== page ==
SALT LAKE COUNTY (ABC4) – With icy and slick roads throughout portions of the state, ​snowplows crews spent most of Tuesday making sure highways and city roads are clear for drivers.

Monday evenings snow squall produced a snowy and slushy journey across a portion of the state and snowplow crews were tasked with making sure the roads are in drivable conditions.

Ryan Rivera, team lead for Salt Lake County public works says many crews were out early last night throughout the county getting residential and city streets prepped for the fresh powder​.

Rivera says the crews are designated sections of the county to plow by salting the roads and laying down solution to help eliminate slick ​conditions. When a storm progresses, and more snow accumulates crew members go through residential neighborhoods several times throughout the day.

Rivera who handles parts of the East Millcreek bench, says to make sure roads are cleared efficiently, routine maintenance is required on their snowplows as keeping the roads plowed comes with its share of wear and tear on their trucks.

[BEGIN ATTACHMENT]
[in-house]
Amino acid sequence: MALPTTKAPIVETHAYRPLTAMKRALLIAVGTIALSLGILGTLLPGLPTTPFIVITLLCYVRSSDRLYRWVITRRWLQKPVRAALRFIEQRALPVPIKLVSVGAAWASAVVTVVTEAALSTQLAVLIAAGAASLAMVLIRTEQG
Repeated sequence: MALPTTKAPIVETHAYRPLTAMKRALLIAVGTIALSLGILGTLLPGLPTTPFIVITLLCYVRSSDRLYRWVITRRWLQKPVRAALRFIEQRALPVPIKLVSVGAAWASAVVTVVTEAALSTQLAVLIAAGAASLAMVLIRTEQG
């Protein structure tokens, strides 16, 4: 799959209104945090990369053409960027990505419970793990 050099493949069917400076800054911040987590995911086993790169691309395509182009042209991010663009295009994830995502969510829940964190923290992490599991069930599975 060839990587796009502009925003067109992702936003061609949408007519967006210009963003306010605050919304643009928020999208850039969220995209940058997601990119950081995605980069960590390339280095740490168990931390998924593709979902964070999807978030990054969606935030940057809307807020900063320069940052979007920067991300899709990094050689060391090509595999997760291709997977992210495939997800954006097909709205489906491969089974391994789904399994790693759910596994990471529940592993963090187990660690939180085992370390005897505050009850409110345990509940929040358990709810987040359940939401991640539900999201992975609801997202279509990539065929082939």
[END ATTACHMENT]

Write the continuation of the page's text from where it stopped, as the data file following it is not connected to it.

“If we don’t get the 4-wheel driver rigs fixed, then ​we’re in a 2-wheel drive and up on bench it’s not a good deal” says Rivera.

​The trucks are needed for laying down salt and pushing road snow aside to help residents navigate conditions as they try to get around.

Rivera says ​one-way residents can help crews is by making sure their car isn’t on the streets as it makes it difficult to get a plow through.

“It’s best if they do need to park on the street is parking on the same side as other vehicles” says Rivera. Not only does having vehicles being on the street keep plow crews from doing their job, one wrong move and the blade on the plow truck could leave a significant scratch on your car.

Another thing to keep in mind Rivera says is to make sure residents aren’t pushing any snow back into the street with a snow blower or shovel, as it has the potential to create more dangerous conditions when the snow turns into ice. 

Rivera says crews do their best to get the areas cleared as early as possible before residents start to drive on it, “once people start driving on the snow, it makes it even harder to get up” Rivera tells ABC4.

As crews go back through their respective areas making sure everything is nice and clear, Rivera says they’re always working ahead to prepare for the next storm, like making enough salt is on hand.